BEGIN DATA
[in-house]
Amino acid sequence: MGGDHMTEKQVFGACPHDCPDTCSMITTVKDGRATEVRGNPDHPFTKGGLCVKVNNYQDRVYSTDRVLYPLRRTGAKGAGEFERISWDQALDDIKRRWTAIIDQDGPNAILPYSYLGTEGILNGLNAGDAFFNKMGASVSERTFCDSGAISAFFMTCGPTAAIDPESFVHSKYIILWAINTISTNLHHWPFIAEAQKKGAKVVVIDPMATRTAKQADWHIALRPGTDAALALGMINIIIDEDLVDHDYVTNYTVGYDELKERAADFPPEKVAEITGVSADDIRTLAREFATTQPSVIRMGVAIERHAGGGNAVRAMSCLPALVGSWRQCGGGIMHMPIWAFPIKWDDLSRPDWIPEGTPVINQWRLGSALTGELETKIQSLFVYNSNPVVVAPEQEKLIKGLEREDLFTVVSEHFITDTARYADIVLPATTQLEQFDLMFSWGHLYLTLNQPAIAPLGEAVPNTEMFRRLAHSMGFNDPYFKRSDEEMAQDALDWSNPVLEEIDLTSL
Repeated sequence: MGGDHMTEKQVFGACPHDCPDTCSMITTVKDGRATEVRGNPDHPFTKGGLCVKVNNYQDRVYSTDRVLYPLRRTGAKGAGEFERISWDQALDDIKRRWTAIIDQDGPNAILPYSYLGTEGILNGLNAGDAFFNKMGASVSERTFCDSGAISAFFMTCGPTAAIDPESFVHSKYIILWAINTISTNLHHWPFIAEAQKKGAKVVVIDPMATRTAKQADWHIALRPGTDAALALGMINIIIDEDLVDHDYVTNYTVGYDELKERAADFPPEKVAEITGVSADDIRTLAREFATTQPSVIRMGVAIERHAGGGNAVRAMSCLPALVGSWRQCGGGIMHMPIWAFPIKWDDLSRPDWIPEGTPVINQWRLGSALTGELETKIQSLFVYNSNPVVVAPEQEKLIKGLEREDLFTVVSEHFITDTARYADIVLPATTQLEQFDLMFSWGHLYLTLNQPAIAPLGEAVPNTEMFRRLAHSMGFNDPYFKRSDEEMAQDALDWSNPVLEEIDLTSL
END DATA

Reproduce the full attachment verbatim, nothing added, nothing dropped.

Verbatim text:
[in-house]
Amino acid sequence: MGGDHMTEKQVFGACPHDCPDTCSMITTVKDGRATEVRGNPDHPFTKGGLCVKVNNYQDRVYSTDRVLYPLRRTGAKGAGEFERISWDQALDDIKRRWTAIIDQDGPNAILPYSYLGTEGILNGLNAGDAFFNKMGASVSERTFCDSGAISAFFMTCGPTAAIDPESFVHSKYIILWAINTISTNLHHWPFIAEAQKKGAKVVVIDPMATRTAKQADWHIALRPGTDAALALGMINIIIDEDLVDHDYVTNYTVGYDELKERAADFPPEKVAEITGVSADDIRTLAREFATTQPSVIRMGVAIERHAGGGNAVRAMSCLPALVGSWRQCGGGIMHMPIWAFPIKWDDLSRPDWIPEGTPVINQWRLGSALTGELETKIQSLFVYNSNPVVVAPEQEKLIKGLEREDLFTVVSEHFITDTARYADIVLPATTQLEQFDLMFSWGHLYLTLNQPAIAPLGEAVPNTEMFRRLAHSMGFNDPYFKRSDEEMAQDALDWSNPVLEEIDLTSL
Repeated sequence: MGGDHMTEKQVFGACPHDCPDTCSMITTVKDGRATEVRGNPDHPFTKGGLCVKVNNYQDRVYSTDRVLYPLRRTGAKGAGEFERISWDQALDDIKRRWTAIIDQDGPNAILPYSYLGTEGILNGLNAGDAFFNKMGASVSERTFCDSGAISAFFMTCGPTAAIDPESFVHSKYIILWAINTISTNLHHWPFIAEAQKKGAKVVVIDPMATRTAKQADWHIALRPGTDAALALGMINIIIDEDLVDHDYVTNYTVGYDELKERAADFPPEKVAEITGVSADDIRTLAREFATTQPSVIRMGVAIERHAGGGNAVRAMSCLPALVGSWRQCGGGIMHMPIWAFPIKWDDLSRPDWIPEGTPVINQWRLGSALTGELETKIQSLFVYNSNPVVVAPEQEKLIKGLEREDLFTVVSEHFITDTARYADIVLPATTQLEQFDLMFSWGHLYLTLNQPAIAPLGEAVPNTEMFRRLAHSMGFNDPYFKRSDEEMAQDALDWSNPVLEEIDLTSL